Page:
The TECH Column | Protecting Yourself and Enterprise Against Phishing Attacks – By @JoelOseiga
Over the last few weeks I have discussed various ways to protect yourself and your computer from malicious users and software of different types both offline and online. Quite interestingly is the fact that there are so many types of computer attacks and the only way to stay secure is to abide by most of the basic security rules. A very interesting form of computer attack is the phishing attack. Phishing scams are one of the most popular forms of cybercrime, especially in Nigeria.
Phishing is a type of online identity theft in which fraudsters trick internet users into submitting personal information to illegitimate web sites. This may come in form of internet pop-ups, fraudulent websites and false emails. It usually tricks the victim into submitting sensitive information such as passwords and debit/credit card information. Usually, this information is gotten by sending you links that look like sites you can trust such as your banking provider or social networks and are able to steal your data as you enter it. Let’s look at an example of how a spoofed email is likely going to look like. Just yesterday, my friend, Samuel got this email from ‘Uber’.
Apparently, Samuel actually has a Uber account and uses it very often. Ordinarily, anyone would have clicked that link since the email was properly crafted to look just like Uber’s email. This is a good example of a properly crafted phishing email.
How to Protect yourself against phishing
- Be suspicious of any emails asking for personal or confidential information especially information that is of a financial nature. Most legitimate organizations will not ask you to provide sensitive information via email and definitely not via popups too. Most banks will not even email you to ask for your information or to reset your internet banking passwords, etc.
- Don’t get pressured into providing sensitive emails. Just last week, as I shared on twitter, I got an email from “Mr Bill Gates” who wanted to give me the sum of $10,000,000 and needed me to fill out some information about myself and my bank within 3 days or lose the money. Most phishing attacks like to use the scare technique. “If you do not reset your password in 24 hours, your account will be deactivated and you will lose all the money you have kept in our bank. You signed it in the opening agreement.” Don’t allow yourself to be pressured into submitting your sensitive information, make sure you contact the merchant directly with the contact details originally provided by the merchant and obviously not the contact details in the email.
- Generic-looking emails are not for you. Most emails starting with “Dear Sir/Madam” and go ahead to ask for personal information are most likely fraudulent and phishing attempts. Some even come from banks or organizations where you don’t even have an account.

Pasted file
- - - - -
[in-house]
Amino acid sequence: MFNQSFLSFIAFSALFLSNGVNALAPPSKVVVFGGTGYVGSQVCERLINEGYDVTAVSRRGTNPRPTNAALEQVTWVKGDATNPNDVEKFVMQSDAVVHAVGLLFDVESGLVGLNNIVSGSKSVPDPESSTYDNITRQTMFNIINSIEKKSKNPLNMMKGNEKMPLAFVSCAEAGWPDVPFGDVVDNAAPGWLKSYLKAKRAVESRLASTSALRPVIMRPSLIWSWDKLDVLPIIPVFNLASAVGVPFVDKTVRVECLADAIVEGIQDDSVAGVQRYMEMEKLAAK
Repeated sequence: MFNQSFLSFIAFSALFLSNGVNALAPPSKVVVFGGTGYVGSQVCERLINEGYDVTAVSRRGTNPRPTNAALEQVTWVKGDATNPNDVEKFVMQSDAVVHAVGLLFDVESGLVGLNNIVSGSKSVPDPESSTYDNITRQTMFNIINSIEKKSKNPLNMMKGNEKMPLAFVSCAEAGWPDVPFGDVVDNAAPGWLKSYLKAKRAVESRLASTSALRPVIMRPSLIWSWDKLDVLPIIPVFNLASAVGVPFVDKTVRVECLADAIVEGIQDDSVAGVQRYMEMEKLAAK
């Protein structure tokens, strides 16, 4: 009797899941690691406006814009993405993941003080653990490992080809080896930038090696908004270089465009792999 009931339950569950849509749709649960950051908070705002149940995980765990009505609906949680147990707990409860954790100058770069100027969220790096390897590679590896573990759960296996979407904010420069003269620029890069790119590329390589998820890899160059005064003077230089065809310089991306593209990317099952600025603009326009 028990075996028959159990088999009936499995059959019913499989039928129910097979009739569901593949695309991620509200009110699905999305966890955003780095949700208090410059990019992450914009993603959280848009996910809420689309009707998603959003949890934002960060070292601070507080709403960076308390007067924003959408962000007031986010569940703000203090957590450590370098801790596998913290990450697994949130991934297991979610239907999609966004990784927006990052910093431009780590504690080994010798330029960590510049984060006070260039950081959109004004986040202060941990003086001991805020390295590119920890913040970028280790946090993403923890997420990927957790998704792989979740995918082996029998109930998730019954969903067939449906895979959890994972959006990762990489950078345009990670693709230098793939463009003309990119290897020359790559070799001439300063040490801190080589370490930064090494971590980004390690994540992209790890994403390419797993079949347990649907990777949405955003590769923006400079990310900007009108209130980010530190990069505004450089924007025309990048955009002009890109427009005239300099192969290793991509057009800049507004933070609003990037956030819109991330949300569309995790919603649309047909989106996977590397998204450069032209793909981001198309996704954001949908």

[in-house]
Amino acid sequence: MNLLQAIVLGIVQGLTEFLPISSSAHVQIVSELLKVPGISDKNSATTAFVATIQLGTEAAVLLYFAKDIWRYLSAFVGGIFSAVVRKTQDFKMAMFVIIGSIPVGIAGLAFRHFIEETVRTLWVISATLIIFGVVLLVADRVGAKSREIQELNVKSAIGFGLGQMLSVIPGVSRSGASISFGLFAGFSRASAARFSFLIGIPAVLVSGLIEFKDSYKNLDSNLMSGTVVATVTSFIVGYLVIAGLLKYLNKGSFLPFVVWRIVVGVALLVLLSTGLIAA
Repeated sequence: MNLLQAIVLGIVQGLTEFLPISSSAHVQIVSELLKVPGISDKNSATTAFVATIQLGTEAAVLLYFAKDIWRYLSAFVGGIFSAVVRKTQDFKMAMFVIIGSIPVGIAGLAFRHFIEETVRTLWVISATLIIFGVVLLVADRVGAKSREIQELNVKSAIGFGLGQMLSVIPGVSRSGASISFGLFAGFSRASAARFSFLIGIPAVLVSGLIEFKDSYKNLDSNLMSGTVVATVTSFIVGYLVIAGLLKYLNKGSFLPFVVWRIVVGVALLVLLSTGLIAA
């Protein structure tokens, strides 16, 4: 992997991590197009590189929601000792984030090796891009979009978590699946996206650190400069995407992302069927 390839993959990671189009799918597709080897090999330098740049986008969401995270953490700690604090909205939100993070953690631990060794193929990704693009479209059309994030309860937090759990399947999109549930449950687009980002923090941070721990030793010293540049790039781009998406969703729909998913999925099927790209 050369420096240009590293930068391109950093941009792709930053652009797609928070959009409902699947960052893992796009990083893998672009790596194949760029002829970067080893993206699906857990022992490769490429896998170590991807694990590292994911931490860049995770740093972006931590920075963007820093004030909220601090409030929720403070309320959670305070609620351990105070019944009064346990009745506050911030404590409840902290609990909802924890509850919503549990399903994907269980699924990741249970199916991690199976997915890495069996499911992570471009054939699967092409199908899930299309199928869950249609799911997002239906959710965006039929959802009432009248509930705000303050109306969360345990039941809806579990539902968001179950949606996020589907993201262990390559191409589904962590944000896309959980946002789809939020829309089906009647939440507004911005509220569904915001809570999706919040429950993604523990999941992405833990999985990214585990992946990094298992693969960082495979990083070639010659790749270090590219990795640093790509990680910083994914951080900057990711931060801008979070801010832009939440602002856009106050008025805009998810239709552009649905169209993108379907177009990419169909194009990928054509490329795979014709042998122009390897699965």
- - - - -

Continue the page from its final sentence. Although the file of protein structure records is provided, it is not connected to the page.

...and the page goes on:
- Don’t ever submit confidential information via forms embedded within an email message. Everything you type in there will be remitted to the sender in plain text.
- Don’t connect to a website using links provided in an email. The phishing example I gave above is a perfect representation of this. Upon receiving that email, Samuel chose to reset his password directly from the Uber Website and this is what the real email looks like:
See how carefully crafted the phishing email is? Never use links in an email to connect to a website unless you are totally sure they are authentic. Type the URL directly into the address bar instead.
6. Just be sensible when it comes to phishing attacks. You can significantly reduce the chance of falling victim of a phishing attack simply by being sensible when online. Don’t download files or open attachment in emails or even social media unless you are absolutely sure it is authentic. Pay attention to shortened links, always place your mouse over a shortened link to see what the full address is before clicking it. Attackers use this very often. Don’t ever use public, unsecured Wi-Fi for banking, shopping or entering personal information online.
7. Maintain Effective software to combat phishing if you can afford one. Norton Internet Security for example, blocks fake websites automatically.
You should always be careful when giving out personal information over the internet. Keep an eye out for phishing schemes and never feel pressured to give up your personal information online. Also, always remember there is no African prince and Mr Bill Gates isn’t dashing you $10,000,000.
Joel Oseiga Aleburu is a Cyber Security Analyst and currently a researcher on Self Adaptive Privacy and Security . He is interested in encryption and vulnerabilities in general. Please feel free to send your questions to [email protected] or contact him on Twitter: @joeloseiga
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